First-time fund managers have seen growth every year since 2013, both in terms of the number of funds and the percentage of overall fundraises they account for, likely due to improving market sentiment and the outperformance of first-time funds in recent vintages. Like the boom years in 2006 and 2007, the extended bull market in fundraising since the crash has likely lent confidence to those considering opening their own shop. Distributions to LPs of PE funds grew every year from 2009 to 2014, enabling LPs to recycle more capital back into new funds. In addition, the reverse denominator effect created by rising public equity valuations has forced LPs to increase their contributions to PE in order to maintain target allocations. Because of heightened fundraising, industry AUM has grown substantially over that period, and experienced investment professionals see an opportunity to participate in that upside.
The performance of first-time PE funds compared to that of follow-on funds has improved for more recent vintages- For vintages from 2003 to 2005, the median IRR of first-time PE funds is 8.2%, underperforming follow-on funds by nearly 200 basis points. By contrast, first-time funds from 2012 to 2014 vintages have produced a median IRR of 17.196, well above the 10-896 produced by follow-on funds.
Similarly, cash-on-cash multiples for first-time funds of recent vintages have improved relative those of their peers. The median first-time-fund total value to paid-in multiple (TVPI) for 2012 to 2014 vintages is 1.4ox, compared to 1.19x for follow-on funds. It should be noted that much of these first-time funds returns data for the 2012-2014 vintages (both IRRs and cash-on-cash multiples) include paper gains that are not yet realized; however, the same is true of follow-on funds within those vintages, so it remains likely that first-time funds from more recent vintages will continue to outperform once these funds are fully liquidated.
Taking out any effect from unrealized paper gains, first-time funds in more recent vintages have also returned more cash to investors. The median distributions to paid-in multiple (DPI) for first-time funds from 2012-2014 vintages sits at 0.24x, double the 0.12x returned by follow-on funds from the same period.
The most likely explanation for the improving performance of first-time funds relative to their more established competitors is that first-time funds are more likely to pursue niche strategies, whereas incumbent firms are raising increasingly large pools for generalist strategies. Other big firms are branching into new territory as they try to capitalize on their brand name; PE firms that used to focus on buyout deals now offer strategies targeting growth equity, credit, and real estate. For example, Advent International and Thoma Bravo, two firms that historically focused on buyout strategies, recently announced plans for dedicated debt and credit funds. As firms raise larger funds and expand ancillary strategy offerings, investment professionals may find it more difficult to focus on their area of expertise, particularly if it’s on the smaller end of the market. On the other hand, first-time funds managers may have a more targeted, and thus profitable, approach.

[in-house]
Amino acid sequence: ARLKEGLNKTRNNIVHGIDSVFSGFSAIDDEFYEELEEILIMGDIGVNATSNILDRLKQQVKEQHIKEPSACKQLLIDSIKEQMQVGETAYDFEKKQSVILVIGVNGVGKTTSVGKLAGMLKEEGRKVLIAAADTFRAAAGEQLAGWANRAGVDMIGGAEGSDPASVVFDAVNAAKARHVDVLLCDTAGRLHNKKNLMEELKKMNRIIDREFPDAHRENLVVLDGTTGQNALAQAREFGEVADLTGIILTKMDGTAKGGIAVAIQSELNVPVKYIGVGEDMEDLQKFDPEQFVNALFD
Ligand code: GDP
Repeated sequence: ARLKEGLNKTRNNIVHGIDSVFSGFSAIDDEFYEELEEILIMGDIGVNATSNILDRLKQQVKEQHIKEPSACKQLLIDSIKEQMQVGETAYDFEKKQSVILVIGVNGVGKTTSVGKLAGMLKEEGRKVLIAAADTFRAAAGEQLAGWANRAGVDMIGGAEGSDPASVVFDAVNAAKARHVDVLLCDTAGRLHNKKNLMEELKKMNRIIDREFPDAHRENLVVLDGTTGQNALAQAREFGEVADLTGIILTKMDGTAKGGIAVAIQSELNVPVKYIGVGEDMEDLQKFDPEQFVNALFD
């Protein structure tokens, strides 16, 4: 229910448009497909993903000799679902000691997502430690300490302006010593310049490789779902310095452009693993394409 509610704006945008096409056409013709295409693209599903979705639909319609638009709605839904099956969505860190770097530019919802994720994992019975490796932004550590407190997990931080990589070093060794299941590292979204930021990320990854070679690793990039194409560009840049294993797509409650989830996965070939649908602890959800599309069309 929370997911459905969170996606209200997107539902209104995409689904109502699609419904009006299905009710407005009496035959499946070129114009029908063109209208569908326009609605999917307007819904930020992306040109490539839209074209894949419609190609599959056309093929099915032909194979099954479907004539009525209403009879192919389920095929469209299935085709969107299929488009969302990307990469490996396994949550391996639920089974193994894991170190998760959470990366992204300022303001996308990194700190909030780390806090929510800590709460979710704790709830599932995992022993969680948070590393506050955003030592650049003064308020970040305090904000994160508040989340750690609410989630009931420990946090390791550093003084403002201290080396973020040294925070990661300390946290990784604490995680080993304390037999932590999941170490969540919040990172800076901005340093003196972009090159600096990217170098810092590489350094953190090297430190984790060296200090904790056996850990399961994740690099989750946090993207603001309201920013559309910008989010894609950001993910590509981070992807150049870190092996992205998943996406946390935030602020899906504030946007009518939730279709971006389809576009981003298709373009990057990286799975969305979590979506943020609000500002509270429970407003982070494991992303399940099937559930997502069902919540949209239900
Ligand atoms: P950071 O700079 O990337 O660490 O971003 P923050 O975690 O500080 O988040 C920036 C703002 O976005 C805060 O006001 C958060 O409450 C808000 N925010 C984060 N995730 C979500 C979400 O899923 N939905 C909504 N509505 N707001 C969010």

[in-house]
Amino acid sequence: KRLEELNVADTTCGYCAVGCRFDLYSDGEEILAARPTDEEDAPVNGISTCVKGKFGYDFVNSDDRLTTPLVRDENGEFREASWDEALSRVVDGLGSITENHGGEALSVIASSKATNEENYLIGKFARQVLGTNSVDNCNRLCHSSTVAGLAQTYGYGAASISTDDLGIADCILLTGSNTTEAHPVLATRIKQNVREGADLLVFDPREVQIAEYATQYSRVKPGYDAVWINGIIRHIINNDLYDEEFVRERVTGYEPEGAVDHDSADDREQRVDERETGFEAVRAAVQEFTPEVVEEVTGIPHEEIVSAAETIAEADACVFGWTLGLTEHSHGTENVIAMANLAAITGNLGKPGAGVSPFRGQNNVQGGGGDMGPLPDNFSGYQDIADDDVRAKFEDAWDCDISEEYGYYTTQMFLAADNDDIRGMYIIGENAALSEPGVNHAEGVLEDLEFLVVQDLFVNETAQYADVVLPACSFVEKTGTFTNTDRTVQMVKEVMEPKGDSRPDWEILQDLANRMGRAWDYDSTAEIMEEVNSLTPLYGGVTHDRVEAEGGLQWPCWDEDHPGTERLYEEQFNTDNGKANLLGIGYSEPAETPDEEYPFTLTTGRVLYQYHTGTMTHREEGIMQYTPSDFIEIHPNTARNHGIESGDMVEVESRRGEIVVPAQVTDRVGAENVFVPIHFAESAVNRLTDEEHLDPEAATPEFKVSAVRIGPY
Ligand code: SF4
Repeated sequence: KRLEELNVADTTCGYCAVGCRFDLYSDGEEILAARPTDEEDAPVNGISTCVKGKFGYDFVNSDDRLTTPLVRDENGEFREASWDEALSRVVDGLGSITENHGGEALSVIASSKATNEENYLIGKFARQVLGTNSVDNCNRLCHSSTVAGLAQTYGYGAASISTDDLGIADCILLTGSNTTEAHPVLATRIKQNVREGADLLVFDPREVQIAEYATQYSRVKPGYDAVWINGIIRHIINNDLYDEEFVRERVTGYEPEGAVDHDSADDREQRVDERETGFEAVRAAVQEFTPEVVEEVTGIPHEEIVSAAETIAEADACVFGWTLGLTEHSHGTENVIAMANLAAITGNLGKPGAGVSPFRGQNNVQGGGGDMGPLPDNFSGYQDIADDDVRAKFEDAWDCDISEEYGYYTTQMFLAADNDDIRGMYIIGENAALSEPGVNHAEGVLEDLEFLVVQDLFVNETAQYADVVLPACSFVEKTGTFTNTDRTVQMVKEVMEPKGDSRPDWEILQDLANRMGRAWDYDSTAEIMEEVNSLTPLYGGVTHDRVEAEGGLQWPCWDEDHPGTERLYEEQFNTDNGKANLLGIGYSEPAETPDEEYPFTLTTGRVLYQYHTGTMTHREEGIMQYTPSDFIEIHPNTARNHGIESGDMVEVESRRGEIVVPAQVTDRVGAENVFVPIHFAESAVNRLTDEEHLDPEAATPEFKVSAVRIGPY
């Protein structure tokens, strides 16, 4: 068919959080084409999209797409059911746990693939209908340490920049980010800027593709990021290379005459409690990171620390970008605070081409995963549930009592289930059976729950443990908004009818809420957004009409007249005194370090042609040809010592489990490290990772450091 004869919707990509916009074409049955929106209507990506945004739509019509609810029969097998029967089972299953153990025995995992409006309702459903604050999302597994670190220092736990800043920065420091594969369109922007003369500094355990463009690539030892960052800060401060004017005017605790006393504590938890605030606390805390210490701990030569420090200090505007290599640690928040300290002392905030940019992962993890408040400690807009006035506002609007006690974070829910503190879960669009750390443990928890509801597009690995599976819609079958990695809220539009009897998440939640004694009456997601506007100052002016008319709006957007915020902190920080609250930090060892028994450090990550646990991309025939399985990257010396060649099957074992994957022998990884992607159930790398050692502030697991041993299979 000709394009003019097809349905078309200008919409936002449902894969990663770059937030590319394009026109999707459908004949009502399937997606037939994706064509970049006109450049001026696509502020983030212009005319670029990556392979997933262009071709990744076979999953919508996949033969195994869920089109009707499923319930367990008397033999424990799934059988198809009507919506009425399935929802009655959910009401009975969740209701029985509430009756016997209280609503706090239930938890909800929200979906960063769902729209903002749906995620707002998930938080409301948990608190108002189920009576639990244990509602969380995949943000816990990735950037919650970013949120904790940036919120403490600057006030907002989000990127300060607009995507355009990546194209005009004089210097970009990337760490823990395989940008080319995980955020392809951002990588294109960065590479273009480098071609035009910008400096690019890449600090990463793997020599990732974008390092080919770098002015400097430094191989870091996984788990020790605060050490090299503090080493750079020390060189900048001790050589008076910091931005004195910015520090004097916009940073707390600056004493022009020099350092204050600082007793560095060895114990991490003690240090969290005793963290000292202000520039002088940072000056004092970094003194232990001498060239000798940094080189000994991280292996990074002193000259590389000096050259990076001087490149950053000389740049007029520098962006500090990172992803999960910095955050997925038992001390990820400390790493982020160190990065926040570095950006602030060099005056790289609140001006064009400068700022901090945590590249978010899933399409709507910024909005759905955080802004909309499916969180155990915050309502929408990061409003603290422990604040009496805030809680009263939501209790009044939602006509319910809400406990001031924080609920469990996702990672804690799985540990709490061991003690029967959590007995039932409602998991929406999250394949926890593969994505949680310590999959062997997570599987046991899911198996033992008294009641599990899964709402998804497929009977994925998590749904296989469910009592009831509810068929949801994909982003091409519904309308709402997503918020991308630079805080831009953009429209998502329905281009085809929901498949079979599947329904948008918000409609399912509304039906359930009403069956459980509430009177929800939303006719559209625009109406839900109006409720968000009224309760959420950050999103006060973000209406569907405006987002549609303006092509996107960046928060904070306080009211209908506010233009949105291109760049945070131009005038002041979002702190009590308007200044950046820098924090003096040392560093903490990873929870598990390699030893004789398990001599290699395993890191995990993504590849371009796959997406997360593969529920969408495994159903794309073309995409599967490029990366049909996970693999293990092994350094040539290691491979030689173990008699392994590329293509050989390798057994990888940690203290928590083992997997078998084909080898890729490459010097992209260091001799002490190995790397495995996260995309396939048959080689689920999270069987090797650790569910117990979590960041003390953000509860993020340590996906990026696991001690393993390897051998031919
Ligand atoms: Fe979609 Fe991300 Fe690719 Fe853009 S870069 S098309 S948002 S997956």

A second potential explanation for first-time funds’ outperformance in more recent vintages is that, in general, today’s first-time managers are more experienced than they used to be. Many of the investment professionals that strike out on their own now have plenty of experience at top-tier firms but also benefit from the greater motivation and focus resulting from having more skin in the game. For example, first-time managers of recent vintages include individuals with experience at firms such as Carlyle, H.I.G., and Apax.
A third, albeit more difficult to track, potential explanation is that well-established GPs haven’t adequately prepared for the next generation of leaders to take over the firm. A lack of succession planning, and resulting lack of clarity surrounding career prospects, could incent the most capable rank-and-file employees to strike out on their own.
Aided by the success of general private market fundraising, and the outperformance of first-time PE funds in recent vintages specifically, first-time PE fundraising is poised to continue growing in the near term. Currently, there are 26 first-time PE funds in the market that have held preliminary closes on a combined total of $3.66 billion. Additionally, there are 86 first-time PE funds in the market that have not yet held a preliminary close.
In addition to the proliferation of fundraising, we expect first-time PE funds to continue their outperformance of follow-on competitors, due mainly to their likelihood of employing more niche strategies.
Article by PitchBook